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Hope Deferred Doesn’t Make the Heart Well
November 19 – December 02, 2020
The Other Side

tyrone and ivy

2020 is one for the records with a pandemic of monumental proportions, economic depression, and continuous racial injustice. Add to these three, a chaotic presidential election that so far has only accomplished to further separate the country into red and blue states. I dare say, people are more than happy to put this year into the rearview mirror.

Like the rest of the nation, I am unable or unwilling to tune-out the unrelenting news cycle of COVID-19 updates, social distancing, virtual learning, Anthony Fauci, unemployment numbers, police brutality, and election diatribe. It’s a toxic feed of noise generating mental health issues.

The choice between Biden and Trump was likened to lite beer and malt liquor. Neither are healthy for you, but one has the capacity to paralyze you. Both candidates mentioned criminal justice reform. Unfortunately, reform has become another political football tossed into the arena of promises that never pass the goalpost.

Every one has their own preferences and priorities, but for the two million human beings incarcerated in America, the opportunity to reunite with their family was and continues to remain our first choice and issue number one.

When we speak of prison reform, many include the impact of the crack epidemic in the late 1980s and early 1990s, which resulted in doubling the prison population to 2.2 million. Policies generated to respond to the epidemic, including keeping people incarcerated, has left the American taxpayer a $80 billion bill. On a good note, public sentiment has shifted away from zero tolerance. At the same time there has been antipathy toward anything that could be portrayed as being soft on crime from all sides.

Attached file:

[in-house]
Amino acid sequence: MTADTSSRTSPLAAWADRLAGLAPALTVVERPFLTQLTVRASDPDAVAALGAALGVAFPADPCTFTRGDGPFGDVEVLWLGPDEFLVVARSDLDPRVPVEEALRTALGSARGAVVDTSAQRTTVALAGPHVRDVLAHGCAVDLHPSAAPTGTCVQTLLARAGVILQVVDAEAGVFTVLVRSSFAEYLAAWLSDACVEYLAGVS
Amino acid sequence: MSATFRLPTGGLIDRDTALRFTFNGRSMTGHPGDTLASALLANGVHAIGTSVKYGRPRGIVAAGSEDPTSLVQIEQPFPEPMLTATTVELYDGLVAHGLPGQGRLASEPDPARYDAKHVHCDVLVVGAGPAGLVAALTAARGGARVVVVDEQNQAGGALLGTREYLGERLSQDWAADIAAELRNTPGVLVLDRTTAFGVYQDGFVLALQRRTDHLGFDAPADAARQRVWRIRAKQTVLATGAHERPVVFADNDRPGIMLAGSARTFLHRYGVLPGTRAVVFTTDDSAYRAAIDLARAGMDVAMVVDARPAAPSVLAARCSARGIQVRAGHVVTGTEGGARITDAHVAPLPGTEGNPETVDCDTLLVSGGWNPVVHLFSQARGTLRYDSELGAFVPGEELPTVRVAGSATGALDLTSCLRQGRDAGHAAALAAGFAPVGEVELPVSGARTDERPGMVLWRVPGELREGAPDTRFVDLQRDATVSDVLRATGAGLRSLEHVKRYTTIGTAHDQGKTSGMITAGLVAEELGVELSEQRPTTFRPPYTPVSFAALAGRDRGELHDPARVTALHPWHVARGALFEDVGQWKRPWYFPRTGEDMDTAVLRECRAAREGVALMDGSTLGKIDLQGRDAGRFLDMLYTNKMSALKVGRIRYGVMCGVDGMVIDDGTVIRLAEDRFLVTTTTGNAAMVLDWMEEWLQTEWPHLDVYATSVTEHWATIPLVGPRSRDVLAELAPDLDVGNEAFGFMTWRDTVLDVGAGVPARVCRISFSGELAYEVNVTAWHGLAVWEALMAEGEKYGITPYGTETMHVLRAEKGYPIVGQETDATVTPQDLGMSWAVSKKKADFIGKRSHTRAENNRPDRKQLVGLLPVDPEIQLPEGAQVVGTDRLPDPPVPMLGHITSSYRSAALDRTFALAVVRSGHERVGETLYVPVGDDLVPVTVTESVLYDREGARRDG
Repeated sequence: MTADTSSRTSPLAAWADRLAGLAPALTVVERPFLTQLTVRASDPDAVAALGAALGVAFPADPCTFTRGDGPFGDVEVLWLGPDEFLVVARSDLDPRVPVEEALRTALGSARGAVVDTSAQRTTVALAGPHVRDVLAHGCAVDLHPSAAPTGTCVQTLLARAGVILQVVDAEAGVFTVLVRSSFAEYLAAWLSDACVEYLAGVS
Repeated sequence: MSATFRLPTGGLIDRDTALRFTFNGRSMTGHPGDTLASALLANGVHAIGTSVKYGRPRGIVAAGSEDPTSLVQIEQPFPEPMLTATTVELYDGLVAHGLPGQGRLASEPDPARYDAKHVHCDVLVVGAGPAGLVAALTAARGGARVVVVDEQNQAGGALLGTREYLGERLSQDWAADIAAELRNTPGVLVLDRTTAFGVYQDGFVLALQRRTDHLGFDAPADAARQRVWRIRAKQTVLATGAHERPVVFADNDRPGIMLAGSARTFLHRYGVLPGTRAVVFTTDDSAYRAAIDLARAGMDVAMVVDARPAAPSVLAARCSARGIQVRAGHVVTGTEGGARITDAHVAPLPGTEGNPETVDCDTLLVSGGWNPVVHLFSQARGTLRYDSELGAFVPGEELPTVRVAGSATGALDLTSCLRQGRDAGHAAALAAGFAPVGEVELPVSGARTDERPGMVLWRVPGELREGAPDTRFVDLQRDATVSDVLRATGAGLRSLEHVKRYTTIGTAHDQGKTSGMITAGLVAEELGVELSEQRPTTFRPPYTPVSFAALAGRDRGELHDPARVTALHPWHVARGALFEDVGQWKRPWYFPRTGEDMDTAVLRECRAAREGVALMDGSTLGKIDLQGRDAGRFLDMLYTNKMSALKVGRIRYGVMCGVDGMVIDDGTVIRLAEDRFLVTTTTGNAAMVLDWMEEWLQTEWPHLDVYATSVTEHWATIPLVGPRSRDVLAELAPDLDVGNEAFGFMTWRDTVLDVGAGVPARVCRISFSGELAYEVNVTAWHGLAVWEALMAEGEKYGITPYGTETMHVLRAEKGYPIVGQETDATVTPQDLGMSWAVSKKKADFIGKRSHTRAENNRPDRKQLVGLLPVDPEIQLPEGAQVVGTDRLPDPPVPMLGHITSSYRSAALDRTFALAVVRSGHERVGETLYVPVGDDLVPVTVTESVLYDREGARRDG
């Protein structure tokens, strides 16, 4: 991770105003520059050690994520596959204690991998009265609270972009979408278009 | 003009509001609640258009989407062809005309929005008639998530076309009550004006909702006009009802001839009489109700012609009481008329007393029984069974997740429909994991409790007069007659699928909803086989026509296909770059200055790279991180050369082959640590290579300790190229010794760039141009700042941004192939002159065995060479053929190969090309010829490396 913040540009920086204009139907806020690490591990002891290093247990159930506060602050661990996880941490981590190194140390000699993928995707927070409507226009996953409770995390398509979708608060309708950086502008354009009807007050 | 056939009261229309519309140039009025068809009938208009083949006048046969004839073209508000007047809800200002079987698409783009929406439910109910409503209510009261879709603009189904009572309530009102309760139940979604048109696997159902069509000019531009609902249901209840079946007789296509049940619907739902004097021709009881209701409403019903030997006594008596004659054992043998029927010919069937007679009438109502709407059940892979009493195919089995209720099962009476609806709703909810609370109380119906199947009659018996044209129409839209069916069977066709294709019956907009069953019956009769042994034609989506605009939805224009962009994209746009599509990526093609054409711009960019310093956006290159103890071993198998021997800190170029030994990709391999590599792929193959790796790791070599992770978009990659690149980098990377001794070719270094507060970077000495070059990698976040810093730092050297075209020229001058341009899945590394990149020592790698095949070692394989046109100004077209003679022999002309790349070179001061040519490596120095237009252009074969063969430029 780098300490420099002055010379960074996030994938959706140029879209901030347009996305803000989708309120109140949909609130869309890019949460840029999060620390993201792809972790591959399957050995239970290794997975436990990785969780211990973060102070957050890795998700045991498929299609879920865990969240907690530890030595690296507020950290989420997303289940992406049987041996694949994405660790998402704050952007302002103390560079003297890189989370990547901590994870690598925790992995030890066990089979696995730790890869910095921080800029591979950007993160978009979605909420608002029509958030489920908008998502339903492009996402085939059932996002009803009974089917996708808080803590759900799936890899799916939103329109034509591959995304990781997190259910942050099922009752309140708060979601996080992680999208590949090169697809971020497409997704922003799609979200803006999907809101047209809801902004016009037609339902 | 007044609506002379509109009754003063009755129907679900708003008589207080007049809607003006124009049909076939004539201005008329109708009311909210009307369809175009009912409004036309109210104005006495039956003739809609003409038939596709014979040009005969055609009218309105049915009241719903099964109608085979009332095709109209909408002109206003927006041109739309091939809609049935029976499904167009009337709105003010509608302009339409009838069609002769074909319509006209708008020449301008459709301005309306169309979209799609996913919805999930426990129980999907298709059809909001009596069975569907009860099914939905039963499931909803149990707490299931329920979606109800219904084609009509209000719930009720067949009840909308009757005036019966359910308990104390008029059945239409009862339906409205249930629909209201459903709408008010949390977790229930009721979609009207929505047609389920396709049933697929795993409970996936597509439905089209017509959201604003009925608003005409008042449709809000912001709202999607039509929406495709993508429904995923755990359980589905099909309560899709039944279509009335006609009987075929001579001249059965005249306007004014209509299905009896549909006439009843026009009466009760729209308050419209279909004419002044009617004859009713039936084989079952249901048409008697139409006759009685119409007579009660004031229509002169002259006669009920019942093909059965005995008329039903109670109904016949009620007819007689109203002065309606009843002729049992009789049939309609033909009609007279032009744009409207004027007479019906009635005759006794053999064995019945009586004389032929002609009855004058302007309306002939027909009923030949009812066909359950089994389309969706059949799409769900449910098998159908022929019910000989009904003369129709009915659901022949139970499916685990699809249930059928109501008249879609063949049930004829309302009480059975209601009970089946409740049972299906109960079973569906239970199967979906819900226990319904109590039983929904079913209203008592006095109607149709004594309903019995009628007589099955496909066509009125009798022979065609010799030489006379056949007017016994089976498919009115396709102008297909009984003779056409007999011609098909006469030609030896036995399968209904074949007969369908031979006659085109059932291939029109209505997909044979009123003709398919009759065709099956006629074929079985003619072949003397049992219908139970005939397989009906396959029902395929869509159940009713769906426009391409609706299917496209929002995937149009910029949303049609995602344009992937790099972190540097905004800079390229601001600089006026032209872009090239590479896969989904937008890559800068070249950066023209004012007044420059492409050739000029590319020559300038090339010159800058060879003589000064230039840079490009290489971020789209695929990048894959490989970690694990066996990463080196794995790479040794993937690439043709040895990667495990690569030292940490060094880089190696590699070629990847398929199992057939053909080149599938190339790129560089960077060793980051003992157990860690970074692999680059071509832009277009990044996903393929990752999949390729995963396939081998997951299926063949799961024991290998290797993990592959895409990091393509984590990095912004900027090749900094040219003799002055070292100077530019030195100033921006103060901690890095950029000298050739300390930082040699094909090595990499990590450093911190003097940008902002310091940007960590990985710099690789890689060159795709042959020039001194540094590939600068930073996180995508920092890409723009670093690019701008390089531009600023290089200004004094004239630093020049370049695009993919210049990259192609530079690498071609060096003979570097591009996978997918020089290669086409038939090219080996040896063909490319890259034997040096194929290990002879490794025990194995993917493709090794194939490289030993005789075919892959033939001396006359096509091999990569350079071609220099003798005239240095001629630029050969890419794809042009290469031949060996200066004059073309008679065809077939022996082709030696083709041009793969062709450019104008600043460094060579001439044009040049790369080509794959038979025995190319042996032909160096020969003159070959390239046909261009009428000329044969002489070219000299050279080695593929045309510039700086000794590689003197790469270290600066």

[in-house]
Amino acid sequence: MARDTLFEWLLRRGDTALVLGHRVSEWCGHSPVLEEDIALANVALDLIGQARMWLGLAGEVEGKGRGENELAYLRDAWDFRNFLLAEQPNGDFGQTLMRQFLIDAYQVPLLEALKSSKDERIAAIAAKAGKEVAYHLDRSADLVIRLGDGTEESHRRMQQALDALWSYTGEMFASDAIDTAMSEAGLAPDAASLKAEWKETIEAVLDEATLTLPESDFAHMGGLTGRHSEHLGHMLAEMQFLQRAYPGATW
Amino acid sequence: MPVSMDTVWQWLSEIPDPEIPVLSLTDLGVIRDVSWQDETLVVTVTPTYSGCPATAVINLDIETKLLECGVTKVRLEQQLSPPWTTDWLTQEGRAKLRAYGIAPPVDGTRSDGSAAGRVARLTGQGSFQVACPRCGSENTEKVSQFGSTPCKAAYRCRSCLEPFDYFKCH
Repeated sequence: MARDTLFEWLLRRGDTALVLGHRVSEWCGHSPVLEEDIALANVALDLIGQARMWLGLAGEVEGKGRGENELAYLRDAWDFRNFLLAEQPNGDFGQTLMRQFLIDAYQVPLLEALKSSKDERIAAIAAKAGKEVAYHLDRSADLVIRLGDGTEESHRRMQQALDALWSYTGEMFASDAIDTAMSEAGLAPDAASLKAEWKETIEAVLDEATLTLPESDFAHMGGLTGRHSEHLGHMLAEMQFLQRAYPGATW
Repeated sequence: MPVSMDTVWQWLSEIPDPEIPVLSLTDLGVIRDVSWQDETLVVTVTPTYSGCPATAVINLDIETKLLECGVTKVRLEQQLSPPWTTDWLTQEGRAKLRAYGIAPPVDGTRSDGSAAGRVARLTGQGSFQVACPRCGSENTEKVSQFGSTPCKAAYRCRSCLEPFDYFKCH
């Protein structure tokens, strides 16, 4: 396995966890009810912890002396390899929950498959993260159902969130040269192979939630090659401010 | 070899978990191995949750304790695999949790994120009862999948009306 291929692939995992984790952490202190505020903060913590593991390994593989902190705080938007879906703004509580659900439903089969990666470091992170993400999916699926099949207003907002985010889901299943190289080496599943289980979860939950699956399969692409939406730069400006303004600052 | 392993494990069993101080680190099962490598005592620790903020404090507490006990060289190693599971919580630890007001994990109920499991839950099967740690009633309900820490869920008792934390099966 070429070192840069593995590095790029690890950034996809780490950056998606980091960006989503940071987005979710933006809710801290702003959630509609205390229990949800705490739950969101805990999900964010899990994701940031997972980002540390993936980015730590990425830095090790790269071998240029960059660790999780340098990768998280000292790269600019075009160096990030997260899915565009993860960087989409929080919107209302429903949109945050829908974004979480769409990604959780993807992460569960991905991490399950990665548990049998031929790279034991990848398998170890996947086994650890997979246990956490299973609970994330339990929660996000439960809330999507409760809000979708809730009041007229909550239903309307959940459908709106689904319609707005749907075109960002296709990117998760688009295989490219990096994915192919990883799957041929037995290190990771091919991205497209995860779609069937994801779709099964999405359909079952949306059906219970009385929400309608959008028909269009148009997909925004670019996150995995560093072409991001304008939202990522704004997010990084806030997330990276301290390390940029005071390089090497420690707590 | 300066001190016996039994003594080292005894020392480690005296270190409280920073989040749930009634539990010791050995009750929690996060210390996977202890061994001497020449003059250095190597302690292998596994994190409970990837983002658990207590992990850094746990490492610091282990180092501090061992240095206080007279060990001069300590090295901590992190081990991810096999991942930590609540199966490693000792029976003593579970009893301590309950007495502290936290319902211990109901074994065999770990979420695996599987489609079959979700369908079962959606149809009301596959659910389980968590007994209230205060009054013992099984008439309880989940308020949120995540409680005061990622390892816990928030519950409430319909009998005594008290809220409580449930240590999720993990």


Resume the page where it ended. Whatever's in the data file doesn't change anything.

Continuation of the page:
While Presidents Obama’s clemency imitative commuted the sentence of 1,696 men and women, this was only a small fraction of the 24,000 people incarcerated in the Federal Bureau of Prisons who sought clemency. To date, Donald Trump has commuted a mere 20 people.
There initiatives focus on low-grade, non-violent drug offenders, while turning a deaf ear to long term prisoners. Why is this an important issue?
Biden and Trumps’ criminal justice reform plans only effect federal prisoners. There initiatives focus on low-grade, non-violent drug offenders, while turning a deaf ear to long term prisoners. Why is this an important issue? According to statistics, older prisoners are the least likely to re-offend - - inmates in their mid-fifties often age out of criminal behavior.

While presidential actions affect those in federal prisons, state prisons comprise the majority of the nation’s inmates. To his credit, Maryland Governor Larry Hogan, a Republican, has paroled more lifers than any other Maryland governor in the past 30 years. 

On the national level, Biden’s justice reform platform is hopeful, but I have heard it before. Hogan’s actions make me hopeful, but after thirty years of hope, hope deferred doesn’t make the heart well.

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